In its simplest form, theory may be just a belief, but for a theory to be useful, it must have wide acceptance. Webster defined theory as:

Systematically organized knowledge, applicable in a relatively wide variety of circumstances; a system of assumptions, accepted principles and rules of procedure to analyze, predict or otherwise explain the nature of behavior of a specified set of phenomena.1

The objective of theory is to explain and predict. Consequently, a basic goal of the theory of a particular discipline is to have a well-defined body of knowledge that has been systematically accumulated, organized, and verified well enough to provide a frame of reference for future actions.

Theories may be described as normative or positive. Normative theories explain what should be, whereas positive theories explain what is. Ideally, there should be no such distinction, because a well-developed and complete theory encompasses both what should be and what is.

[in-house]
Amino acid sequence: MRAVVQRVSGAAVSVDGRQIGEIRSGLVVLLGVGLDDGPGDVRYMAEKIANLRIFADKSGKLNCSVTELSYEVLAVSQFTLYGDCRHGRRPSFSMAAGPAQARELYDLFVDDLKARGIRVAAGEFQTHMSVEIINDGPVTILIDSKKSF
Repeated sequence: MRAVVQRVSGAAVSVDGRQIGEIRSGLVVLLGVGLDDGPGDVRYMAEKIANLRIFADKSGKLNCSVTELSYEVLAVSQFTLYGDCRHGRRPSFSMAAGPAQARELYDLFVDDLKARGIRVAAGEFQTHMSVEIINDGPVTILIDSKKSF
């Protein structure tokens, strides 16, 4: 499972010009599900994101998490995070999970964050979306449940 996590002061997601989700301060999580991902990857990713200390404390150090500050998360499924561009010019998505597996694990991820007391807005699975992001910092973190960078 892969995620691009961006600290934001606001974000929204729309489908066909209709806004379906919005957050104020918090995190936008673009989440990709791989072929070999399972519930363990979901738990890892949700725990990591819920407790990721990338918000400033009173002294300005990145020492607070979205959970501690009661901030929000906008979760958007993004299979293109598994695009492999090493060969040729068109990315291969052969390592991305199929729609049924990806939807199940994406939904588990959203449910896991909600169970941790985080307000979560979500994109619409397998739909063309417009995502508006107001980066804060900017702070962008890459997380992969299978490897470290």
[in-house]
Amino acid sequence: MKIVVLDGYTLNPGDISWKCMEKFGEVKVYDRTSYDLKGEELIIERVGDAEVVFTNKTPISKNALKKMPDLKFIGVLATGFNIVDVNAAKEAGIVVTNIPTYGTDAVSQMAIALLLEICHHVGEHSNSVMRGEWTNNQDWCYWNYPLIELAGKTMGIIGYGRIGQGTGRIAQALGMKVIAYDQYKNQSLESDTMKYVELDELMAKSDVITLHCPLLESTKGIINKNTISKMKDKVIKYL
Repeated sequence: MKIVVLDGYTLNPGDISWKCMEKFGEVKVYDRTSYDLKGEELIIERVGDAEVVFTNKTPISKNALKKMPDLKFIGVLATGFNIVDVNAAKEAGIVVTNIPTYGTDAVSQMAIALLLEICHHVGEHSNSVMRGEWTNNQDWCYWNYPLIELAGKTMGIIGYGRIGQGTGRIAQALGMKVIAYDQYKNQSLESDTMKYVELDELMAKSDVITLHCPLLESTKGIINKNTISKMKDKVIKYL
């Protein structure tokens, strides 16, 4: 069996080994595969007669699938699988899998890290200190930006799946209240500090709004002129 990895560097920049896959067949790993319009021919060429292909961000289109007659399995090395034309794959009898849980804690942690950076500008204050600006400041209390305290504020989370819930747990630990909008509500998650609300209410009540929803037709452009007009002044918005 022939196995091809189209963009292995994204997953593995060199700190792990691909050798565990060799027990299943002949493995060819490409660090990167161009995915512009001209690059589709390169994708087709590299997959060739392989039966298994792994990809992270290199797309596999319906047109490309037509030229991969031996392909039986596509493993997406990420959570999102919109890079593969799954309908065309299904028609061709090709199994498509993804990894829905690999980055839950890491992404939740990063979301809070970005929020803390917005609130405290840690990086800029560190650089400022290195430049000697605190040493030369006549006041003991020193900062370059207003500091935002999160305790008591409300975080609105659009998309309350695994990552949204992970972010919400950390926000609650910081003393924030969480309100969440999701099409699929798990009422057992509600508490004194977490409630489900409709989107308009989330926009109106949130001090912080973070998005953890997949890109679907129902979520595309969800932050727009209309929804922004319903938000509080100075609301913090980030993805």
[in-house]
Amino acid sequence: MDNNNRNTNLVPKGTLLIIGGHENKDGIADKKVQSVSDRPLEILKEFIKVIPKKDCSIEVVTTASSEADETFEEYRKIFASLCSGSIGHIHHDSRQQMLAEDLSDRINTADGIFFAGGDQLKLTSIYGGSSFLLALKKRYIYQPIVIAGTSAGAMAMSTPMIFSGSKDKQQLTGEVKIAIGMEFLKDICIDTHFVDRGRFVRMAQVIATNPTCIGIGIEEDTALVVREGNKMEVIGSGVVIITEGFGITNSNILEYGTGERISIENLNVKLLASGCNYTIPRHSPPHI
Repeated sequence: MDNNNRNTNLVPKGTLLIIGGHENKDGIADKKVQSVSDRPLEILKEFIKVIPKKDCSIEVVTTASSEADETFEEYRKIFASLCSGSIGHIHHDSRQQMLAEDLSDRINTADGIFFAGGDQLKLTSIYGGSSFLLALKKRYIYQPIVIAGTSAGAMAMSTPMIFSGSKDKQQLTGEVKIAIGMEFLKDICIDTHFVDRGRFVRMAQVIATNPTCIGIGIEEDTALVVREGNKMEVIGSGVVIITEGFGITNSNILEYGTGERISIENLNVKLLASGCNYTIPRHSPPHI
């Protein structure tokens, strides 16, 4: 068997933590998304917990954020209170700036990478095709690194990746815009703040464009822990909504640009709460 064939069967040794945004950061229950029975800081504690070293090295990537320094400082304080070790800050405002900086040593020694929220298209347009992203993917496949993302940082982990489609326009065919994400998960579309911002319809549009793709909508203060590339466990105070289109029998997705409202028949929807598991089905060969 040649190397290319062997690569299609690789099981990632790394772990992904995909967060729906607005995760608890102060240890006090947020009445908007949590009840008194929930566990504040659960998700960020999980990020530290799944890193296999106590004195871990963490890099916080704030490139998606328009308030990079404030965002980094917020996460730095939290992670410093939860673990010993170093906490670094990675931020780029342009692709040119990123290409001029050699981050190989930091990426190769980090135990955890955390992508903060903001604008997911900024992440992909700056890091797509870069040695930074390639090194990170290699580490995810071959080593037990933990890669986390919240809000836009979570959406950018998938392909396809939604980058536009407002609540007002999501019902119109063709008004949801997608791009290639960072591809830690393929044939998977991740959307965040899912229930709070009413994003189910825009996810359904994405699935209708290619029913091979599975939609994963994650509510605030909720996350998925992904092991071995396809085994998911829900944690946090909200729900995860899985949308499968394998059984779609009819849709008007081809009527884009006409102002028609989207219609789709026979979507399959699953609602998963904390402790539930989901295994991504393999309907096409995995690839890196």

The goal of accounting theory is to provide a set of principles and relationships that explains observed practices and predicts unobserved practices. That is, accounting theory should be able to explain why companies elect certain accounting methods over others and should enable users to predict the attributes of firms that elect various accounting methods. As in other disciplines, accounting theory should also be verifiable through ...

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